Hague is a town in northeastern Warren County, New York, United States located on the scenic Lake George. It is part of the Glens Falls Metropolitan Statistical Area. The population was 854 at the 2000 census. The town was named after the city The Hague in the Netherlands.
In 1757, during the French and Indian War, Sabbath Day Point was used as an encampment and staging area for the French Army and nearly two thousand Ottawa Indians in an expedition to capture the British Fort William Henry at the southern end of Lake George. While at the Sabbath Day Point camp, they conducted an ambush of a group of British soldiers and captured many. Later at the Sabbath Day Point base camp, the Indians cannibilized some of the captured British prisoners.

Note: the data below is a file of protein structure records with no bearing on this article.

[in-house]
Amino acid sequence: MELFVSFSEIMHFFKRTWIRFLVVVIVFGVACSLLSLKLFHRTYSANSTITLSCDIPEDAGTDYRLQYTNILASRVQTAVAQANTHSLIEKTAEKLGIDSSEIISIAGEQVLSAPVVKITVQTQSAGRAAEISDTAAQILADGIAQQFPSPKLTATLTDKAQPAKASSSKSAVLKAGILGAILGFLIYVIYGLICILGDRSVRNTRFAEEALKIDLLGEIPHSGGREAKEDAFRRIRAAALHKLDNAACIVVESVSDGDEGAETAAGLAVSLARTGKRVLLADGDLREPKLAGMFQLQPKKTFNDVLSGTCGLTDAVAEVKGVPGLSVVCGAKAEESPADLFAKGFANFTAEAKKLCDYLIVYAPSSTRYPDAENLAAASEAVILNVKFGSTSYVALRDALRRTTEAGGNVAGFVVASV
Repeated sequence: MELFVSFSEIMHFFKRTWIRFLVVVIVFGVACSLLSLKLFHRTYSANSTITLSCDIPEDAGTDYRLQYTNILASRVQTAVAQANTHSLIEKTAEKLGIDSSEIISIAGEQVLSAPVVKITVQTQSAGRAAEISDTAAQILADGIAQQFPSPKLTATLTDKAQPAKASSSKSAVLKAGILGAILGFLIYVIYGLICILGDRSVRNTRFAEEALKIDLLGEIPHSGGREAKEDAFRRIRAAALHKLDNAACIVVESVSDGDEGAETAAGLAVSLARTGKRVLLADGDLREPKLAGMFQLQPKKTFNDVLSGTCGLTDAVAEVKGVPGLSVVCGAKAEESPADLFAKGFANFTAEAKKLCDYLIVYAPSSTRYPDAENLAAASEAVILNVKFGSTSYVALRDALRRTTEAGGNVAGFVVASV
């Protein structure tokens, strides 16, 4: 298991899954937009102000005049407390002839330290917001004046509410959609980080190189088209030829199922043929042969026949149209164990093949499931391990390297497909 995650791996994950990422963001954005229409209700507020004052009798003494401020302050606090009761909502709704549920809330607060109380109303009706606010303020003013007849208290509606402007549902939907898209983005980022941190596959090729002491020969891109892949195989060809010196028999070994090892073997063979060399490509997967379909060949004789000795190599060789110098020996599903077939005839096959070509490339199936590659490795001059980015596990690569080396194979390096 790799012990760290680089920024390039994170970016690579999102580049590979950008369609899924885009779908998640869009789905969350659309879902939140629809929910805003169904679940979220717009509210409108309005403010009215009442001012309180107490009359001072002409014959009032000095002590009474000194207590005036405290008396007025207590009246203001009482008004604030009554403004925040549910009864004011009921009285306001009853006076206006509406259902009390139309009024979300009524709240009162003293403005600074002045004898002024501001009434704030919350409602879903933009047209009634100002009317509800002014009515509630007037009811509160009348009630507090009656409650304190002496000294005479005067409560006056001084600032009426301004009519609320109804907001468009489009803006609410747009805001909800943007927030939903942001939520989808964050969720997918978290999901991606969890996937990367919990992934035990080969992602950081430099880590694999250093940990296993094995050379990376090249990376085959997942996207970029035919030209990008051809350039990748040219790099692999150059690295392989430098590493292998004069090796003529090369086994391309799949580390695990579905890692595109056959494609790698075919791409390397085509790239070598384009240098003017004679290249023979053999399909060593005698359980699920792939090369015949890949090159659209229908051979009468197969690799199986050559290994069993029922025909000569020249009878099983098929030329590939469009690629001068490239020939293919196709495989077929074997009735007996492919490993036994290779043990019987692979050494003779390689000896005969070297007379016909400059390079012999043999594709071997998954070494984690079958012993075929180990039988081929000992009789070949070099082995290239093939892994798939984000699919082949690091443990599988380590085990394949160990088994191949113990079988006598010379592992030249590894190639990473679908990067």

Sabbath Day Point was used a landing place in 1758 for British armies en route to attack the French at Fort Carillion and again in 1759 when General Jeffery Amherst finally succeeded in capturing Fort Carillon. It was then renamed Fort Ticonderoga.
During the American Revolution, Benjamin Franklin twice encamped there traveling to and from Canada as an emissary of the Continental Congress in an unsuccessful attempt to have Canada join the Colonies in the revolution. He was Postmaster General and in this capacity, he conducted temporary postal processing functions on each of his stays at Sabbath Day Point.
The town was first settled around 1796. The Town of Hague was originally part of the Town of Bolton and was created in 1807 as the Town of Rochester. In 1808 it changed its name to Hague.